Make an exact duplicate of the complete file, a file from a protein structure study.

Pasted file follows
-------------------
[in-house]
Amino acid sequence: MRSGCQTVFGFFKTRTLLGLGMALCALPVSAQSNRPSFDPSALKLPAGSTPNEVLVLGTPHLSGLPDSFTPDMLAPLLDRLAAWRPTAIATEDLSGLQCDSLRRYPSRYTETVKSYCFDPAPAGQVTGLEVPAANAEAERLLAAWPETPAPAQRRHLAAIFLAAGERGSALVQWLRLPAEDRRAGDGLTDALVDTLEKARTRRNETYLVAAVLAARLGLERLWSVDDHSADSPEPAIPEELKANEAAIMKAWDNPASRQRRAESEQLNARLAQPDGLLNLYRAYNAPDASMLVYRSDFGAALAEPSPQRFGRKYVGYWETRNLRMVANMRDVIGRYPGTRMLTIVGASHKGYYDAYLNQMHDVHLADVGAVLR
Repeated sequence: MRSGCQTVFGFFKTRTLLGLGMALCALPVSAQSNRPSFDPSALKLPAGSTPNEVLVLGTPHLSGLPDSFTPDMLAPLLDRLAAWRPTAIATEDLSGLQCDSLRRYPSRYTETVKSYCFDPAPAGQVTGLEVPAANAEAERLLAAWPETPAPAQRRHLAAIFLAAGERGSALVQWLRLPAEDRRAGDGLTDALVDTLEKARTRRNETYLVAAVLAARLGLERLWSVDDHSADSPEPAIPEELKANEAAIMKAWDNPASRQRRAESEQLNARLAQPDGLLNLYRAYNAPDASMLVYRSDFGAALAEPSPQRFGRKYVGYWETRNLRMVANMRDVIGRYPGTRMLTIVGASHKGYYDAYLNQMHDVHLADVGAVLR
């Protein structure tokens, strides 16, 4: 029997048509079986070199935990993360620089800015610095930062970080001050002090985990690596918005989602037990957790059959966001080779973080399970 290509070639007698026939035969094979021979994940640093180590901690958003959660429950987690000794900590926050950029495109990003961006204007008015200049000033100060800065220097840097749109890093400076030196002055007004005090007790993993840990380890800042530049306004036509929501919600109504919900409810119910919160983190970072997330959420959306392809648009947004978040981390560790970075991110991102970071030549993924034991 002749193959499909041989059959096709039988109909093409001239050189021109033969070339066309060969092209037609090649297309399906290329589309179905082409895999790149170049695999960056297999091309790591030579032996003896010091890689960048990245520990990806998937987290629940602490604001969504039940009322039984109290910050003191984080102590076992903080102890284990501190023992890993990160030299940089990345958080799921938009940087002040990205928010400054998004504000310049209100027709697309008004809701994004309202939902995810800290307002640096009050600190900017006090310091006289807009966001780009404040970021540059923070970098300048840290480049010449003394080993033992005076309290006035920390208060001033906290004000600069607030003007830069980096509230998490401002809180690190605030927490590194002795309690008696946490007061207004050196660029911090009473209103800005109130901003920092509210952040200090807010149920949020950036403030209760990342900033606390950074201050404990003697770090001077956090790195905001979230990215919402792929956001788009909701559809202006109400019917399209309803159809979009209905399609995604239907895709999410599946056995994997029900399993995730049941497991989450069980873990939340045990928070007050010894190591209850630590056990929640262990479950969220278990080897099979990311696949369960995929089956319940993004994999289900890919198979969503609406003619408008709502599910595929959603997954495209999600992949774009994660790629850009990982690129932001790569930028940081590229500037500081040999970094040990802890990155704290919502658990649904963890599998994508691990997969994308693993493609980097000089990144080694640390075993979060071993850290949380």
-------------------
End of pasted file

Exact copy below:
[in-house]
Amino acid sequence: MRSGCQTVFGFFKTRTLLGLGMALCALPVSAQSNRPSFDPSALKLPAGSTPNEVLVLGTPHLSGLPDSFTPDMLAPLLDRLAAWRPTAIATEDLSGLQCDSLRRYPSRYTETVKSYCFDPAPAGQVTGLEVPAANAEAERLLAAWPETPAPAQRRHLAAIFLAAGERGSALVQWLRLPAEDRRAGDGLTDALVDTLEKARTRRNETYLVAAVLAARLGLERLWSVDDHSADSPEPAIPEELKANEAAIMKAWDNPASRQRRAESEQLNARLAQPDGLLNLYRAYNAPDASMLVYRSDFGAALAEPSPQRFGRKYVGYWETRNLRMVANMRDVIGRYPGTRMLTIVGASHKGYYDAYLNQMHDVHLADVGAVLR
Repeated sequence: MRSGCQTVFGFFKTRTLLGLGMALCALPVSAQSNRPSFDPSALKLPAGSTPNEVLVLGTPHLSGLPDSFTPDMLAPLLDRLAAWRPTAIATEDLSGLQCDSLRRYPSRYTETVKSYCFDPAPAGQVTGLEVPAANAEAERLLAAWPETPAPAQRRHLAAIFLAAGERGSALVQWLRLPAEDRRAGDGLTDALVDTLEKARTRRNETYLVAAVLAARLGLERLWSVDDHSADSPEPAIPEELKANEAAIMKAWDNPASRQRRAESEQLNARLAQPDGLLNLYRAYNAPDASMLVYRSDFGAALAEPSPQRFGRKYVGYWETRNLRMVANMRDVIGRYPGTRMLTIVGASHKGYYDAYLNQMHDVHLADVGAVLR
């Protein structure tokens, strides 16, 4: 029997048509079986070199935990993360620089800015610095930062970080001050002090985990690596918005989602037990957790059959966001080779973080399970 290509070639007698026939035969094979021979994940640093180590901690958003959660429950987690000794900590926050950029495109990003961006204007008015200049000033100060800065220097840097749109890093400076030196002055007004005090007790993993840990380890800042530049306004036509929501919600109504919900409810119910919160983190970072997330959420959306392809648009947004978040981390560790970075991110991102970071030549993924034991 002749193959499909041989059959096709039988109909093409001239050189021109033969070339066309060969092209037609090649297309399906290329589309179905082409895999790149170049695999960056297999091309790591030579032996003896010091890689960048990245520990990806998937987290629940602490604001969504039940009322039984109290910050003191984080102590076992903080102890284990501190023992890993990160030299940089990345958080799921938009940087002040990205928010400054998004504000310049209100027709697309008004809701994004309202939902995810800290307002640096009050600190900017006090310091006289807009966001780009404040970021540059923070970098300048840290480049010449003394080993033992005076309290006035920390208060001033906290004000600069607030003007830069980096509230998490401002809180690190605030927490590194002795309690008696946490007061207004050196660029911090009473209103800005109130901003920092509210952040200090807010149920949020950036403030209760990342900033606390950074201050404990003697770090001077956090790195905001979230990215919402792929956001788009909701559809202006109400019917399209309803159809979009209905399609995604239907895709999410599946056995994997029900399993995730049941497991989450069980873990939340045990928070007050010894190591209850630590056990929640262990479950969220278990080897099979990311696949369960995929089956319940993004994999289900890919198979969503609406003619408008709502599910595929959603997954495209999600992949774009994660790629850009990982690129932001790569930028940081590229500037500081040999970094040990802890990155704290919502658990649904963890599998994508691990997969994308693993493609980097000089990144080694640390075993979060071993850290949380």